One piece of legislation that may be now at risk is the Animals (Scientific Procedures) Act 1986 which protects all vertebrate animals and, after later amendments, cephalopod molluscs from unnecessary harm during scientific research. Under this Act any researcher, or researchers, that involve these animal groups have to submit an ethical assessment and then be granted the appropriate license.
Other countries have brought in similar legislation, although the invertebrate animals groups they protect can vary, especially for decapod crustaceans (crabs, lobsters, hermit crabs). For example UK, EU and Canadian legislation only covers cephalopod molluscs, whereas New Zealand extends this protection to crabs, lobsters and crayfish and Norway and Switzerland protect all decapods.

animals in pain legislation
Fish, cephalopods and marine mammals (top row) are all protected from suffering under UK law. Crabs, lobsters and crayfish (bottom row) are protected under similar laws in other countries, but not in the UK.

For fish and cephalopods the debate around whether they can feel pain is very similar to that around decapod crustaceans. For example some have argued that because fish show learned avoidance behaviours towards a source of damage, which is suppressed with morphine, they can experience pain. Yet others argue that, like in crabs, they lack the required brain function and level of consciousness to feel true pain.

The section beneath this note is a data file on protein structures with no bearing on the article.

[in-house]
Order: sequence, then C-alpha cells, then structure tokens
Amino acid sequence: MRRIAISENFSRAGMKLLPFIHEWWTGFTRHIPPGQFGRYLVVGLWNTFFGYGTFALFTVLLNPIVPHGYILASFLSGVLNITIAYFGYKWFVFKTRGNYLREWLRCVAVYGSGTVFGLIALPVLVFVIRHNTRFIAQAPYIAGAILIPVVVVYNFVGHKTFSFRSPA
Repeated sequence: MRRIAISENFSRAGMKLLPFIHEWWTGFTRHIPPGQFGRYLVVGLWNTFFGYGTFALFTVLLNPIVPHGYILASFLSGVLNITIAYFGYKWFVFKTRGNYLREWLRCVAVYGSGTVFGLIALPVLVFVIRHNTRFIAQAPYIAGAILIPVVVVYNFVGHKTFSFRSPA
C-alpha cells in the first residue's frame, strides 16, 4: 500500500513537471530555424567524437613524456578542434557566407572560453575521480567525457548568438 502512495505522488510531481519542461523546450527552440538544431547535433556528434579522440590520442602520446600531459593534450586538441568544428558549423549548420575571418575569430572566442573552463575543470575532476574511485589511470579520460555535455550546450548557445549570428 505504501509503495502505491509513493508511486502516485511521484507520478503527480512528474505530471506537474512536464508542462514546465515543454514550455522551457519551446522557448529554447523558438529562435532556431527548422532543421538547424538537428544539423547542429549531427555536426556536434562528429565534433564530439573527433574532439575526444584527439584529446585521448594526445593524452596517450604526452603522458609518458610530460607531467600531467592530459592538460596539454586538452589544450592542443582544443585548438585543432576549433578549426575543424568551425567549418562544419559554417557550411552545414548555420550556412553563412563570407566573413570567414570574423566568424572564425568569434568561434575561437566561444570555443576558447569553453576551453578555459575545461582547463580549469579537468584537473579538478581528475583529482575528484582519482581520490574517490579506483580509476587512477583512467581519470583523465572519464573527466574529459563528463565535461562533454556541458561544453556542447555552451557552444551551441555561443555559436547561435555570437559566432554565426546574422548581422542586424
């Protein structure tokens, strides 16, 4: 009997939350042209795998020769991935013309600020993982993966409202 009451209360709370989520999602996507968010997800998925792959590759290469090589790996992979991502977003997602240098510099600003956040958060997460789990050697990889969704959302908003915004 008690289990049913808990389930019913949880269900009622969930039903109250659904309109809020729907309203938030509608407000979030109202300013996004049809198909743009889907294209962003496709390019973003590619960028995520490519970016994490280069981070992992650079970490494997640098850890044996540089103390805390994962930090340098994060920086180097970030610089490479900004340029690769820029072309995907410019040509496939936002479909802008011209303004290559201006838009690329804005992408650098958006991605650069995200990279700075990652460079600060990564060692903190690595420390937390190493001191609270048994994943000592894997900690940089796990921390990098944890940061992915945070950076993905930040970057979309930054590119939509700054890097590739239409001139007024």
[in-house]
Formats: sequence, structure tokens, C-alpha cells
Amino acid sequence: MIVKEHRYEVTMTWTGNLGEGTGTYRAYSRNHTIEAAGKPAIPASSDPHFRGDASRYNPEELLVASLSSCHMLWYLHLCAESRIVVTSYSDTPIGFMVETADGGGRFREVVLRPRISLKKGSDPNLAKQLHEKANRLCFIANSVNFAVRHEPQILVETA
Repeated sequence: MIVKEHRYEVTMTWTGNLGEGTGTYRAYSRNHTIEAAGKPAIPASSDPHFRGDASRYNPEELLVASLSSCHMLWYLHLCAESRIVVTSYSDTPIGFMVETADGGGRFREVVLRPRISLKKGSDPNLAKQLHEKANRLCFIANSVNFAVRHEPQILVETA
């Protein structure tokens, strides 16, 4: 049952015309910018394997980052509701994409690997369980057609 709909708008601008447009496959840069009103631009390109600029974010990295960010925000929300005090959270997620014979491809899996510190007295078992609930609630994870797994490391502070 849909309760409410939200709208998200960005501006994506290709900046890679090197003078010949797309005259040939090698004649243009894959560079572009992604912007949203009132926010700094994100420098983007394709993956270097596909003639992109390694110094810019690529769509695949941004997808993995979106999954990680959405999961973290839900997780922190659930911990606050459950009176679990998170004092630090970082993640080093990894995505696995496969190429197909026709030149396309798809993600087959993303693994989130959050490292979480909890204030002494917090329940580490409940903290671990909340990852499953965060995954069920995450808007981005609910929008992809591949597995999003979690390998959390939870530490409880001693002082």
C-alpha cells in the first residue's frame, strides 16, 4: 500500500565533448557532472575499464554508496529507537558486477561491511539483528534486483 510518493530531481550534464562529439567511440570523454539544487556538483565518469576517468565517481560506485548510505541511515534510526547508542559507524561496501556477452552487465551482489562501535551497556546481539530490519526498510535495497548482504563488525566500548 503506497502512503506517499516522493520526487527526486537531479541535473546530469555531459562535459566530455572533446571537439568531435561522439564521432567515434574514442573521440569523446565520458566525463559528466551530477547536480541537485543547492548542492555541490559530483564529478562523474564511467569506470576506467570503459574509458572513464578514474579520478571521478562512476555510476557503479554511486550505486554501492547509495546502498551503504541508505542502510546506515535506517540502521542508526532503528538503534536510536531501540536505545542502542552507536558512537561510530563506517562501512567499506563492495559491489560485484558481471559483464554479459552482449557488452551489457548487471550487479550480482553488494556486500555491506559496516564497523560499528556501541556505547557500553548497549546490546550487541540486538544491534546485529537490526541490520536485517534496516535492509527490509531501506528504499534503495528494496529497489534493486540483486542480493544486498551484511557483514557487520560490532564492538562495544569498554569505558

So why is protection more consistent in fish and cephalopods compared to decapod crustaceans? One possible explanation is that because fish and cephalopods have brains and nervous systems that more closely resemble ours we instinctively think that they feel pain like we do. This is part of a particular way of thinking called anthropomorphism, where we assume non-human animals think, act and generally experience the world in the same way we do. In some cases this can be a positive thing, inspiring empathy for animals, but it can become less influential with animals that lack similarities to us.

Still, the difficulty we have in recognising pain in animals makes the whole issue very difficult to resolve to everyone’s satisfaction and so we have to resort to debatable assessments based on the evidence available. Considering the human perspective raises another issue, which is that our idea of pain does not necessarily apply to other animals, although we often assume it does.

Thanks for reading photo
Thanks for reading


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Image sources

Ar rouz. 2016. [CC BY-SA 4.0 (]. 6414 z.jpg

All other images are public domain and do not require attribution